The Bottomless Pit
by Sharma Shields, recommended by Henry Holt
EDITOR’S NOTE BY CAROLINE ZANCAN
Remember that time, when you were around six — maybe even four or five if you were one of those precocious, dare-accepting, grass-stained kids with dirty nails — when you watched that scary movie you weren’t technically allowed to watch? And then a night or two later, when your bedroom was particularly dark and the hallway outside your bedroom was suspiciously quiet, you couldn’t sleep because you were alive with the things that movie had shown you? Things that still burned on the back of your flower-petal-delicate eyelids. And you were terrified, sure, but you didn’t even mind, because it was also electrifying. The many terrors and wonders a human could encounter on their walk across the earth made you want to crawl into your mom’s bed, maybe, but they also made that long walk a lot more interesting.
Well, “The Bottomless Pit” would make the hair on that movie’s neck stand up.
You might wonder, at first, how the brilliant, nimble Sharma Shields has terrified and transfixed you so, because there aren’t any of the cheap tricks of childhood movies here — there’s no blood or guts, there is no man with a chainsaw chasing a girl. It’s just a boy and his dog and the father who cares for them. Reading “The Bottomless Pit,” it’s the subtler, unknowable dangers and mysteries and unanswered questions of the world that nibble at the corners of your mind. The small, everyday kind of strange we’ve all encountered at some point: a door you could’ve sworn you locked that’s suddenly open; the animal you just know is trying to say something to you. Things too strange to tell your friends about, if only because saying them out loud would confirm your fear, or give it a voice.
Creepy is one word for this story, but anyone with a little imagination can do creepy. What’s truly remarkable is that it’s also funny and devastating and, somehow, despite its fantastical elements, true. It’s bizarre, yes, but also familiar, and very human. It’s wise and heartbreaking, and the ending is shocking and totally unforeseeable but totally satisfying — just right — in the way all the best endings are.
Because I was lucky enough to work with Sharma as the editor of her novel The Sasquatch Hunter’s Almanac from which “Bottomless Pit” is taken, I can tell you that every one of her stories has a creature or scenario equally fresh and mind-bending. And the thing that might surprise you the most — and keep you up long after you’ve finished reading — is that by the time Shields is done with you, you’ll have grown some love, or at least empathy, for the strange and other worldly forces you’ve encountered. Because if there’s one thing that’s certain here, it’s that there’s a little monster in all of us.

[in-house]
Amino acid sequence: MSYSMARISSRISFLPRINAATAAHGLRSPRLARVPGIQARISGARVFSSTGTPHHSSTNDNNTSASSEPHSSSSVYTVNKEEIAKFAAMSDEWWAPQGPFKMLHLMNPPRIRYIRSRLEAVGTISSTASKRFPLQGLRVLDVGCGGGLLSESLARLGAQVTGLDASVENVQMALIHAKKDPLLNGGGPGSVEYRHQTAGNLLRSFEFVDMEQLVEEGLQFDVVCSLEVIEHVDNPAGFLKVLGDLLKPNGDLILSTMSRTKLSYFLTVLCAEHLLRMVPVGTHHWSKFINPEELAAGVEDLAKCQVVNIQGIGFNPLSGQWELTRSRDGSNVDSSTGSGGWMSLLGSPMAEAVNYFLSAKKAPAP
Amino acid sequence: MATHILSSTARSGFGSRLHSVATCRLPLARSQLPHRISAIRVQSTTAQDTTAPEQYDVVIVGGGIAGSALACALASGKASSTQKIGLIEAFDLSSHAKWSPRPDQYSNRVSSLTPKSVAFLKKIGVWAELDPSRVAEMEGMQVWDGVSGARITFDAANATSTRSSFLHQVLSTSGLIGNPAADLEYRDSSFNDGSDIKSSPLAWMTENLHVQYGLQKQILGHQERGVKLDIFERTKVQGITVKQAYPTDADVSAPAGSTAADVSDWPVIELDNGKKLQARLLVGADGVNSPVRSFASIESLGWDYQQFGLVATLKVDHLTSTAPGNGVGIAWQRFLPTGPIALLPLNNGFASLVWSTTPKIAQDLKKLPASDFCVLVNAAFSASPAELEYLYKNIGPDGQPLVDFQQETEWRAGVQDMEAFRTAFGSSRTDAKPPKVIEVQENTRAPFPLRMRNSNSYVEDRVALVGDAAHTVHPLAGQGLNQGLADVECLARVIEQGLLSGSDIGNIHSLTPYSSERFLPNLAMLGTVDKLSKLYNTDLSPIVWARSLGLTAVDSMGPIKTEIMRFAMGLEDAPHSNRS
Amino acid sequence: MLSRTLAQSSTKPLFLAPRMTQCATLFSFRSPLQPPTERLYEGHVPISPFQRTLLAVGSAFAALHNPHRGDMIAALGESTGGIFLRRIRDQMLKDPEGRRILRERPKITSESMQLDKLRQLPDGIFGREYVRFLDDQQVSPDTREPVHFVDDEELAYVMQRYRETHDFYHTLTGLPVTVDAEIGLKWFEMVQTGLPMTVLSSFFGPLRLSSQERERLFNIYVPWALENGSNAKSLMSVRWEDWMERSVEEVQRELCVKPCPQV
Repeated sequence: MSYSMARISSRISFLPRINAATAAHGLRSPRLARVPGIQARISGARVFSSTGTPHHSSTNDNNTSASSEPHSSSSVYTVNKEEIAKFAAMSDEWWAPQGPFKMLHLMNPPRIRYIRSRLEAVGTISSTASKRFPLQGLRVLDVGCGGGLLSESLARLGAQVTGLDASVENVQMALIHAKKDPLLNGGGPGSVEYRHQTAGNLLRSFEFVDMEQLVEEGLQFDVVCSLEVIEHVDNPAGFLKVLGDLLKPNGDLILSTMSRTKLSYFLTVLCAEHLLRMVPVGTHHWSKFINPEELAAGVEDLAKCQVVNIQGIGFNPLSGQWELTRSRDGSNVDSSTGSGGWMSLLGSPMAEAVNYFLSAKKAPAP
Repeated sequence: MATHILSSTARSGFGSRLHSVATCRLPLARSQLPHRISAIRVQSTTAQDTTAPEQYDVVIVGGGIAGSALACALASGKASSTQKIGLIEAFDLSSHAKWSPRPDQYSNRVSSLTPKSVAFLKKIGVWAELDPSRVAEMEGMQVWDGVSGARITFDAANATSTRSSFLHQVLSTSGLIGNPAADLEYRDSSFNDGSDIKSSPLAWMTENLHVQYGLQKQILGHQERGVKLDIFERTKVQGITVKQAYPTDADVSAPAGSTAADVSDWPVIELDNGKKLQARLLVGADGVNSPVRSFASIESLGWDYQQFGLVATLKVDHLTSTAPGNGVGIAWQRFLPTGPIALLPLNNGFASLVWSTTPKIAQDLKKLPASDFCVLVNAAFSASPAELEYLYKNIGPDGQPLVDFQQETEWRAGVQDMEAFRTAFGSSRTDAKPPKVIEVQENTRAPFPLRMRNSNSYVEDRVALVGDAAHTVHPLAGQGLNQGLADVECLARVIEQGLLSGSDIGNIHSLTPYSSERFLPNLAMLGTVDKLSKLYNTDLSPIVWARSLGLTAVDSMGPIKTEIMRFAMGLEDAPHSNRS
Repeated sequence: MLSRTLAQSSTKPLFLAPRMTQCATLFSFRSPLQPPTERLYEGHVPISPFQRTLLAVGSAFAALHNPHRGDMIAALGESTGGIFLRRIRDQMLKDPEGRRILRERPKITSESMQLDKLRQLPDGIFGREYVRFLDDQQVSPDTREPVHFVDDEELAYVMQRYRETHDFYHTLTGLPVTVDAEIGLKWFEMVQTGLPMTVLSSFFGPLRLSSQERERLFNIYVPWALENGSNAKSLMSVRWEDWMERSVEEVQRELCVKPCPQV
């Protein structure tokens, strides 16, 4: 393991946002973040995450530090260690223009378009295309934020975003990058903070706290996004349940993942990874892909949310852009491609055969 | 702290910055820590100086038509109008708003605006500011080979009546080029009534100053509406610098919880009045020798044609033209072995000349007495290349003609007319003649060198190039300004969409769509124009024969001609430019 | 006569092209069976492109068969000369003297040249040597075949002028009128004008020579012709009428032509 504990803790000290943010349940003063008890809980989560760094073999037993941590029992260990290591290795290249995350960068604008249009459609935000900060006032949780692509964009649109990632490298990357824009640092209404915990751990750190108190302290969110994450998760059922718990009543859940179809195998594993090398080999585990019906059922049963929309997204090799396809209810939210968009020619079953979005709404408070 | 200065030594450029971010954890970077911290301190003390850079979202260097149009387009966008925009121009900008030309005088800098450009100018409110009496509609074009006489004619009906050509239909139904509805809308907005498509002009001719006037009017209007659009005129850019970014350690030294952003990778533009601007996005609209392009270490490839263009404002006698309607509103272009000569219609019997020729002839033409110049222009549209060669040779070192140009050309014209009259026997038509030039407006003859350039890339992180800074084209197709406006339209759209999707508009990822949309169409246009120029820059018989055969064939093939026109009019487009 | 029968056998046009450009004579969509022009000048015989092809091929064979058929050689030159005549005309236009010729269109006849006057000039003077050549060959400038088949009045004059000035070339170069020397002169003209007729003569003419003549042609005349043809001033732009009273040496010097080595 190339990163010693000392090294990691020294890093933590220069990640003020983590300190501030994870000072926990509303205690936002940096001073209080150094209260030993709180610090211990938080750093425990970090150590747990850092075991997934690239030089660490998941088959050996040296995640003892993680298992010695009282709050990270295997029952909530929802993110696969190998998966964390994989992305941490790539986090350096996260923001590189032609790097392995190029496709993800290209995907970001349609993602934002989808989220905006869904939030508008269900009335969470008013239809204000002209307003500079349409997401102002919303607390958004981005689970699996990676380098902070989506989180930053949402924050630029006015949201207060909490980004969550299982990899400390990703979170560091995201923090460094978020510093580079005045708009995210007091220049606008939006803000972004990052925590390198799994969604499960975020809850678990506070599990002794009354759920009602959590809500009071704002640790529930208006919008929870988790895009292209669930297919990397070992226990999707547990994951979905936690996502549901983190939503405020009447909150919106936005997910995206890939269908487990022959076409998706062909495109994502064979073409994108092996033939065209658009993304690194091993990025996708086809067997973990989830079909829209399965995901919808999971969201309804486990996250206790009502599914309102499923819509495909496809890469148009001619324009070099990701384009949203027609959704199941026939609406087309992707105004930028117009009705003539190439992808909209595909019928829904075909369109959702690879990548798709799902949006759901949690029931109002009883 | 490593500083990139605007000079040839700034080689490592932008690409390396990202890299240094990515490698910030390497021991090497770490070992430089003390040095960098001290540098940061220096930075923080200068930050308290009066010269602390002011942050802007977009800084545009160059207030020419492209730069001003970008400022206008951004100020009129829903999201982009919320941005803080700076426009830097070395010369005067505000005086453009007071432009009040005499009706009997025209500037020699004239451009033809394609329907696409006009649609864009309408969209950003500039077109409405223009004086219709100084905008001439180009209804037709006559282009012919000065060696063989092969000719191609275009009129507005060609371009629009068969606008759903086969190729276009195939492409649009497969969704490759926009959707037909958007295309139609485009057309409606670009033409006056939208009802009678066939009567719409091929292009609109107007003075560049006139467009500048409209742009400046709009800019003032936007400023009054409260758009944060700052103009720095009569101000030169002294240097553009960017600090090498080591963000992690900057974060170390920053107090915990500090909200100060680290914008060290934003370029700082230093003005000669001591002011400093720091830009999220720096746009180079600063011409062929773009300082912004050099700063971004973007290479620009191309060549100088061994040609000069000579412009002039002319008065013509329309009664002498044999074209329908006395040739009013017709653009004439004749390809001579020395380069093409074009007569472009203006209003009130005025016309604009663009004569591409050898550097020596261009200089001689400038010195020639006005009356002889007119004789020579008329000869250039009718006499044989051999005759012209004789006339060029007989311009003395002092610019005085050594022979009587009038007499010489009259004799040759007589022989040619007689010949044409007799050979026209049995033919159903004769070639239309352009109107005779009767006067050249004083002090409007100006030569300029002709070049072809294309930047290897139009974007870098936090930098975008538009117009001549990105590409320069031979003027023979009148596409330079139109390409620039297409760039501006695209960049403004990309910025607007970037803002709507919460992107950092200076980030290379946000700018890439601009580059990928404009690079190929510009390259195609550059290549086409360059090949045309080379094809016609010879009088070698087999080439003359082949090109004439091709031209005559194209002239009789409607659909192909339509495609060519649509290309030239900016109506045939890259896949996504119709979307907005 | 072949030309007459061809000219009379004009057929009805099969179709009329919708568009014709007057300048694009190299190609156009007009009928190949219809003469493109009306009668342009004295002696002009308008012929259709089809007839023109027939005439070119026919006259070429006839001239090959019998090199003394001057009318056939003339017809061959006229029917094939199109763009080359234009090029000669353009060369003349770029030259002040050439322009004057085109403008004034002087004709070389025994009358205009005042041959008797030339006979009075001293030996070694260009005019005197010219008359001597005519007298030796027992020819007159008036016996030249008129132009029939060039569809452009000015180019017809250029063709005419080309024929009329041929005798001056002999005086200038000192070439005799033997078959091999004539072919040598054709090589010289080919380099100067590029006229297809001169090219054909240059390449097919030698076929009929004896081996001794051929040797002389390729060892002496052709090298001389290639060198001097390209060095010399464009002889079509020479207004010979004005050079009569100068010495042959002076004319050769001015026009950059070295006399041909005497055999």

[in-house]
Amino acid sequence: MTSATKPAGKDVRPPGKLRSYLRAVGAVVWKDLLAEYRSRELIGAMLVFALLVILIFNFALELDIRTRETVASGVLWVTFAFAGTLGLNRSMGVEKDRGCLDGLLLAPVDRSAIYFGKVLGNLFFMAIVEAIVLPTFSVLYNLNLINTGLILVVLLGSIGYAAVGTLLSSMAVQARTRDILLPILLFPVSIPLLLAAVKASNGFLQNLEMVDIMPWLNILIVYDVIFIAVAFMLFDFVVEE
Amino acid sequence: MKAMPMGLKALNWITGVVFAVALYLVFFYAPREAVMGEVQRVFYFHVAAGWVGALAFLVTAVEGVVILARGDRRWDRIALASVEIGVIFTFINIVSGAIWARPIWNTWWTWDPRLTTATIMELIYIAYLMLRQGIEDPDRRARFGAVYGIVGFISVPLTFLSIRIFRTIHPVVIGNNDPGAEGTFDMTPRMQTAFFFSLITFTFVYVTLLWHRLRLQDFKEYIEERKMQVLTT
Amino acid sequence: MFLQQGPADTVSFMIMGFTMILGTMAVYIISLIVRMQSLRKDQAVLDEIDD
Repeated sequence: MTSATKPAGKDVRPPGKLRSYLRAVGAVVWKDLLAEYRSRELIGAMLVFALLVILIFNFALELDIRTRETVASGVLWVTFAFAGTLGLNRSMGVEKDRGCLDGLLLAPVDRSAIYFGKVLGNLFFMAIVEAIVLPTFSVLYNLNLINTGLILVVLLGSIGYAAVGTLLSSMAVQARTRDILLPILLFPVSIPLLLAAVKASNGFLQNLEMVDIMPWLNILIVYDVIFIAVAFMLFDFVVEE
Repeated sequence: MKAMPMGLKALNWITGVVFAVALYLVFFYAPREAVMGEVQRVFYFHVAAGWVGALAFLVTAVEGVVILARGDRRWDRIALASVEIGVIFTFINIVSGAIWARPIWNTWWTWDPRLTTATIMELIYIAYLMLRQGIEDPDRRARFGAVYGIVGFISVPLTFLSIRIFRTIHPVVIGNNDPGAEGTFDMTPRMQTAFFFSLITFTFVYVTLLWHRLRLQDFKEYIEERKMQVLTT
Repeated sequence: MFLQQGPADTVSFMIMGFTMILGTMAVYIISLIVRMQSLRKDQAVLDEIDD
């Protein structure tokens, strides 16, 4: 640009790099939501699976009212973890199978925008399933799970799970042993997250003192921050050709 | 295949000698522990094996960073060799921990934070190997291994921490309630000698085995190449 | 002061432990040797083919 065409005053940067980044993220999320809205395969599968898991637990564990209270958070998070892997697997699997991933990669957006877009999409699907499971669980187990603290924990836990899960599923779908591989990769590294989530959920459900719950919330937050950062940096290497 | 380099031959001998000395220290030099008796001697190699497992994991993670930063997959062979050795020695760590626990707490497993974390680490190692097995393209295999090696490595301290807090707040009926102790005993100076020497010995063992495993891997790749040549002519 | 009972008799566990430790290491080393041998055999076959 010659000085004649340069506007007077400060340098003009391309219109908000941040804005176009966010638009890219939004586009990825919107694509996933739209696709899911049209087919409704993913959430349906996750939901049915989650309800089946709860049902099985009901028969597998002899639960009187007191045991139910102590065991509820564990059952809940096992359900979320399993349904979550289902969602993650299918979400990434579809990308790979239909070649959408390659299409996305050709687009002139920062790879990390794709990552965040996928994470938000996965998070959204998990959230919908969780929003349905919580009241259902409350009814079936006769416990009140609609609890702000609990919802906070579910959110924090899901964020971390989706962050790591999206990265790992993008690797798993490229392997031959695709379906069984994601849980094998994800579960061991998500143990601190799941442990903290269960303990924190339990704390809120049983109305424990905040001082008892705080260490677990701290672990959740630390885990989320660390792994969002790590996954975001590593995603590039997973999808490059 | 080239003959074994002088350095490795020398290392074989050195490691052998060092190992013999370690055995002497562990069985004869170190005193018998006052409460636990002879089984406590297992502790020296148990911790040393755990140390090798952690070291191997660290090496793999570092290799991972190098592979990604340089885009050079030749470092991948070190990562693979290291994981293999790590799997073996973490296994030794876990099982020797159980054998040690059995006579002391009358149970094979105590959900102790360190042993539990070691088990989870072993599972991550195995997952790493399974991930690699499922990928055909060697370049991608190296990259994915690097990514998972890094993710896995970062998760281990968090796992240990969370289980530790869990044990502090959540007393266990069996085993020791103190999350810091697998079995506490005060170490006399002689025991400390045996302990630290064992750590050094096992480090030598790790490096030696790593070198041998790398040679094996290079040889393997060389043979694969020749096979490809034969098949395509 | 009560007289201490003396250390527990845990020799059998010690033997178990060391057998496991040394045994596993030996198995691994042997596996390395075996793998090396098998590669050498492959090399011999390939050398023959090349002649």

Associate Editor, Henry Holt
The Bottomless Pit
by Sharma Shields, recommended by Henry Holt
Eli was only ten years old when Greg Roebuck, the boy’s hardworking father, found the family dog struck dead by a car.
The dog’s name was Hermit. He had been the perfect companion for Greg’s lonely son. Frost stitched the body to the side of the road. Greg pried it free, the wind stinging his eyes. He carried the body back to the house.
He went to wash his hands in the sink, thinking only of his son. He dreaded Eli’s reaction. The boy had already lost his mother. And now this. What sort of unmoored life would Eli live if his childhood proved only a steady parade of loss?
When Eli arrived from school, Greg met him on the dirt road that led to the house. The fields were heavy and frozen and stank of manure. Greg, tongue-tied, motioned grimly: Follow me. The boy tensed. It began to snow. They entered the house together. Eli did not drop his rucksack to the ground or remove his coat.
In the kitchen, Greg mumbled an apology. He had covered Hermit’s body with an old blue quilt, and he whipped it aside now as though unveiling a prize. You asshole, Greg chided himself. Slowly, now. Slowly!
He had rested the dog on the table, and he chided himself for that, too, given his son’s already timid appetite.
Greg could not bring himself to look Eli in the face; he heard only the great intake of breath, the fumbling of his boy’s fingers over Hermit’s body, and then a series of brief, staccato questions delivered almost professionally: When? Where? Who did this? How long was he there? Did it hurt him? Is he gone forever? Can we save him? Why is there so little blood? This doesn’t even really look like Hermit, does it?
The questions droned on, weird and touching, and Greg offered few answers. He reached out like a blind man and randomly patted his son’s shoulders, wondering if this offered any comfort at all or if it only registered faintly to the boy, like raindrops, maybe, or like tears.
Greg had felt similarly useless when Agnes left. Like Hermit, she was gone, both disappearances untimely and permanent.